With age, body fat generally increases and total body water decreases. Increased fat increases the volume of distribution for highly lipophilic drugs (eg, diazepam, chlordiazepoxide) and may increase their elimination half-lives.

Serum albumin decreases and alpha 1-acid glycoprotein increases with age, but the clinical effect of these changes on serum drug binding varies with different drugs. In patients with an acute disorder or malnutrition, rapid reductions in serum albumin may enhance drug effects because serum concentrations of unbound (free) drug may increase. Phenytoin and warfarin are examples of drugs with a higher risk of toxic effects when the serum albumin level decreases.

Overall hepatic metabolism of many drugs through the cytochrome P-450 enzyme system decreases with age. For drugs with decreased hepatic metabolism, clearance typically decreases 30 to 40%. Theoretically, maintenance drug doses should be decreased by this percentage; however, rate of drug metabolism varies greatly from person to person, and dose adjustments should be individualized.

Hepatic clearance of drugs metabolized by phase I reactions (oxidation, reduction, hydrolysis) is more likely to be prolonged in older adults. Usually, age does not greatly affect clearance of drugs that are metabolized by conjugation and glucuronidation (phase II reactions).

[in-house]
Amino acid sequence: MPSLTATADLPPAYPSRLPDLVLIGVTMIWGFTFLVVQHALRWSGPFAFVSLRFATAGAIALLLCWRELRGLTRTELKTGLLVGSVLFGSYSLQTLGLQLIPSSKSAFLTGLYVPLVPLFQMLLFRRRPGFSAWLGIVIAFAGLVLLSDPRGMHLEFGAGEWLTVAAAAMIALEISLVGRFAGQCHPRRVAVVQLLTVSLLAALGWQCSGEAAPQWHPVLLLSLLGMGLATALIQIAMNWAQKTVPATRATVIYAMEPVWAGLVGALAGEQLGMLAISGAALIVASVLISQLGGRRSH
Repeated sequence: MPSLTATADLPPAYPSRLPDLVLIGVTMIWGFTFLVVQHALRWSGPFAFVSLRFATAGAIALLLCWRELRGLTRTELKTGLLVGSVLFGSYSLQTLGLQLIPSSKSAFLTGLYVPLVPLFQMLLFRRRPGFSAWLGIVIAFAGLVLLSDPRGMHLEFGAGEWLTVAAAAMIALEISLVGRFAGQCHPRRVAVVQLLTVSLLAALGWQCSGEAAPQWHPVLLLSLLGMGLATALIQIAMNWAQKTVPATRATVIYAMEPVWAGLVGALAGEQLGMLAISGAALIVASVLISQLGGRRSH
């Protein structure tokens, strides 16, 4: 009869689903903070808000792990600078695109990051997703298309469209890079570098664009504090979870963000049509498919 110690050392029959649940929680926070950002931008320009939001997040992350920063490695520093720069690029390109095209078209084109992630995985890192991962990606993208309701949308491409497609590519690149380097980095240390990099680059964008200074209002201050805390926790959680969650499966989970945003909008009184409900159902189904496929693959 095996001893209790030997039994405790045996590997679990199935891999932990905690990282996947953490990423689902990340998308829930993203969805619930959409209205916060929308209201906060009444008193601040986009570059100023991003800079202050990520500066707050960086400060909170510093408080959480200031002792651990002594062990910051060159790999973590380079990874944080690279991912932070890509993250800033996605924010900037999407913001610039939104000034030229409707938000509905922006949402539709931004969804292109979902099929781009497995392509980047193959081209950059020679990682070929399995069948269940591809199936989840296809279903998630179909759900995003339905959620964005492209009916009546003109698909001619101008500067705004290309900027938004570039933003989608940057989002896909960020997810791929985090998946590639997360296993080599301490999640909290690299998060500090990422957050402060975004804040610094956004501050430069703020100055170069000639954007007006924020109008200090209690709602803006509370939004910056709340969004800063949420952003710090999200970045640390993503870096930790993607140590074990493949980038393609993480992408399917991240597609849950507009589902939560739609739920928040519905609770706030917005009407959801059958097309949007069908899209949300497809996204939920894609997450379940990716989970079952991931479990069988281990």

First-pass metabolism (metabolism, typically hepatic, that occurs before a drug reaches systemic circulation) is also affected by aging, decreasing by about 1%/yr after age 40. Thus, for a given oral dose, older adults may have higher circulating drug concentrations. Important examples of drugs with a high risk of toxic effects include nitrates, propranolol, phenobarbital, and nifedipine.

Other factors can also influence hepatic metabolism of drugs being taken, including smoking, decreased hepatic blood flow in patients with heart failure, and taking drugs that induce or inhibit cytochrome P-450 metabolic enzymes.

One of the most important pharmacokinetic changes associated with aging is decreased renal elimination of drugs. After age 40, creatinine clearance decreases an average of 8 mL/min/1.73 m2/decade; however, the age-related decrease varies substantially from person to person. Serum creatinine levels often remain within normal limits despite a decrease in GFR because older adults generally have less muscle mass and are generally less physically active than younger adults and thus produce less creatinine. Maintenance of normal serum creatinine levels can mislead clinicians who assume those levels reflect normal kidney function. Decreases in tubular function with age parallel those in glomerular function.

These changes decrease renal elimination of many drugs. Clinical implications depend on the extent that renal elimination contributes to total systemic elimination and on the drug’s therapeutic index (ratio of maximum tolerated dose to minimum effective dose). Creatinine clearance (measured or estimated using computer programs or a formula, such as Cockcroft-Gault) is used to guide dosing for most drugs eliminated by the kidneys. The daily dose of drugs that rely heavily on renal elimination should be lower and/or the frequency of dosing should be decreased. Because renal function is dynamic, maintenance doses of drugs may need adjustment when patients become ill or dehydrated or have recently recovered from dehydration.